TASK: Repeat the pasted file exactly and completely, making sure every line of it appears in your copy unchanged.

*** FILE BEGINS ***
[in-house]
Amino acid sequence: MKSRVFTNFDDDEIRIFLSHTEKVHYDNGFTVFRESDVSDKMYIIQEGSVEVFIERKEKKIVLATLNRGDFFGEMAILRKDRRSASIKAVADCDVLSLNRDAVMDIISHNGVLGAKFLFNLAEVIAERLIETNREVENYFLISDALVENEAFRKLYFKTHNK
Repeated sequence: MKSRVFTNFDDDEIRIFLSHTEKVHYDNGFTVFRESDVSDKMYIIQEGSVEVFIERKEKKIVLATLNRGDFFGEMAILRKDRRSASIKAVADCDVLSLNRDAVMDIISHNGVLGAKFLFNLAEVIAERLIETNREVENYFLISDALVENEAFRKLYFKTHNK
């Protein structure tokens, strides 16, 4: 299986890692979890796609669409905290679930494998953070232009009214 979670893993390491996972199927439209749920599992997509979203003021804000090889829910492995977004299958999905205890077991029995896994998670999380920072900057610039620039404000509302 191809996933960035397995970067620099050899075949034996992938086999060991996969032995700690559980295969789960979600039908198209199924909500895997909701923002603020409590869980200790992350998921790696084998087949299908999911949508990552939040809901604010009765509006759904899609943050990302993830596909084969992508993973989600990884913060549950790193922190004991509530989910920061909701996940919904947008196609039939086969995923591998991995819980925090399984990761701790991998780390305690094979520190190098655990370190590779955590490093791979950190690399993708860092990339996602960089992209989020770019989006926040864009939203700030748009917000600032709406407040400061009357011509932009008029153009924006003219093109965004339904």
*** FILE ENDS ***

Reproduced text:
[in-house]
Amino acid sequence: MKSRVFTNFDDDEIRIFLSHTEKVHYDNGFTVFRESDVSDKMYIIQEGSVEVFIERKEKKIVLATLNRGDFFGEMAILRKDRRSASIKAVADCDVLSLNRDAVMDIISHNGVLGAKFLFNLAEVIAERLIETNREVENYFLISDALVENEAFRKLYFKTHNK
Repeated sequence: MKSRVFTNFDDDEIRIFLSHTEKVHYDNGFTVFRESDVSDKMYIIQEGSVEVFIERKEKKIVLATLNRGDFFGEMAILRKDRRSASIKAVADCDVLSLNRDAVMDIISHNGVLGAKFLFNLAEVIAERLIETNREVENYFLISDALVENEAFRKLYFKTHNK
């Protein structure tokens, strides 16, 4: 299986890692979890796609669409905290679930494998953070232009009214 979670893993390491996972199927439209749920599992997509979203003021804000090889829910492995977004299958999905205890077991029995896994998670999380920072900057610039620039404000509302 191809996933960035397995970067620099050899075949034996992938086999060991996969032995700690559980295969789960979600039908198209199924909500895997909701923002603020409590869980200790992350998921790696084998087949299908999911949508990552939040809901604010009765509006759904899609943050990302993830596909084969992508993973989600990884913060549950790193922190004991509530989910920061909701996940919904947008196609039939086969995923591998991995819980925090399984990761701790991998780390305690094979520190190098655990370190590779955590490093791979950190690399993708860092990339996602960089992209989020770019989006926040864009939203700030748009917000600032709406407040400061009357011509932009008029153009924006003219093109965004339904």